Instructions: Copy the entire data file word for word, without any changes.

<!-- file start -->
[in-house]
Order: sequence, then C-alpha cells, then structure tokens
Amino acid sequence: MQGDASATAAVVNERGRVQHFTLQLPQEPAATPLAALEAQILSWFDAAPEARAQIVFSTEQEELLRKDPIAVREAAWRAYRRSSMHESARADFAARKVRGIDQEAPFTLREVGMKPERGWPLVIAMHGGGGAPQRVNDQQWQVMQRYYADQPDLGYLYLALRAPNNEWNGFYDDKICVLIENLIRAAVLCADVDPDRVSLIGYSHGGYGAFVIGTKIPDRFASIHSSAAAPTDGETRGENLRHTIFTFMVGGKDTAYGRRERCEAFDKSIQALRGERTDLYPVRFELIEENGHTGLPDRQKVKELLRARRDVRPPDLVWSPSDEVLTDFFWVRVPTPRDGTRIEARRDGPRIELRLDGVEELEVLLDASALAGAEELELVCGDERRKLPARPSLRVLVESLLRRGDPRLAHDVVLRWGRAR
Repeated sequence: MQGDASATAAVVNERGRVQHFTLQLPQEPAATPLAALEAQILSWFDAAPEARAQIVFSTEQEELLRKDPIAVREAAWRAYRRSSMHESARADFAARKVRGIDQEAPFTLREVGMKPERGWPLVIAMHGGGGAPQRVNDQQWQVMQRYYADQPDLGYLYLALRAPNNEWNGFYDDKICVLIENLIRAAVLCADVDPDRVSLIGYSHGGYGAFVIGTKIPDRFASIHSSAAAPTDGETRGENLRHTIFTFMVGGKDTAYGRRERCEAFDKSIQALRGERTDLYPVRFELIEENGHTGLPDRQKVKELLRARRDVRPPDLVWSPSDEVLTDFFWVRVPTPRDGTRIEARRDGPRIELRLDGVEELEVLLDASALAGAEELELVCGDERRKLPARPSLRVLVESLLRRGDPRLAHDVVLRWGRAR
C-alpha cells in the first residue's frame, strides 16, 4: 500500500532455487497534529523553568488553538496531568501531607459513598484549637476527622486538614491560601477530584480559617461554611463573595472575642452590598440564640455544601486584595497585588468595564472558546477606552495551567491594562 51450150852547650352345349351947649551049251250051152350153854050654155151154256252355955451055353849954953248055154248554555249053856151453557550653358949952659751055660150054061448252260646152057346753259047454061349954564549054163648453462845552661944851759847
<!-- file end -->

[in-house]
Order: sequence, then C-alpha cells, then structure tokens
Amino acid sequence: MQGDASATAAVVNERGRVQHFTLQLPQEPAATPLAALEAQILSWFDAAPEARAQIVFSTEQEELLRKDPIAVREAAWRAYRRSSMHESARADFAARKVRGIDQEAPFTLREVGMKPERGWPLVIAMHGGGGAPQRVNDQQWQVMQRYYADQPDLGYLYLALRAPNNEWNGFYDDKICVLIENLIRAAVLCADVDPDRVSLIGYSHGGYGAFVIGTKIPDRFASIHSSAAAPTDGETRGENLRHTIFTFMVGGKDTAYGRRERCEAFDKSIQALRGERTDLYPVRFELIEENGHTGLPDRQKVKELLRARRDVRPPDLVWSPSDEVLTDFFWVRVPTPRDGTRIEARRDGPRIELRLDGVEELEVLLDASALAGAEELELVCGDERRKLPARPSLRVLVESLLRRGDPRLAHDVVLRWGRAR
Repeated sequence: MQGDASATAAVVNERGRVQHFTLQLPQEPAATPLAALEAQILSWFDAAPEARAQIVFSTEQEELLRKDPIAVREAAWRAYRRSSMHESARADFAARKVRGIDQEAPFTLREVGMKPERGWPLVIAMHGGGGAPQRVNDQQWQVMQRYYADQPDLGYLYLALRAPNNEWNGFYDDKICVLIENLIRAAVLCADVDPDRVSLIGYSHGGYGAFVIGTKIPDRFASIHSSAAAPTDGETRGENLRHTIFTFMVGGKDTAYGRRERCEAFDKSIQALRGERTDLYPVRFELIEENGHTGLPDRQKVKELLRARRDVRPPDLVWSPSDEVLTDFFWVRVPTPRDGTRIEARRDGPRIELRLDGVEELEVLLDASALAGAEELELVCGDERRKLPARPSLRVLVESLLRRGDPRLAHDVVLRWGRAR
C-alpha cells in the first residue's frame, strides 16, 4: 500500500532455487497534529523553568488553538496531568501531607459513598484549637476527622486538614491560601477530584480559617461554611463573595472575642452590598440564640455544601486584595497585588468595564472558546477606552495551567491594562 51450150852547650352345349351947649551049251250051152350153854050654155151154256252355955451055353849954953248055154248554555249053856151453557550653358949952659751055660150054061448252260646152057346753259047454061349954564549054163648453462845552661944851759847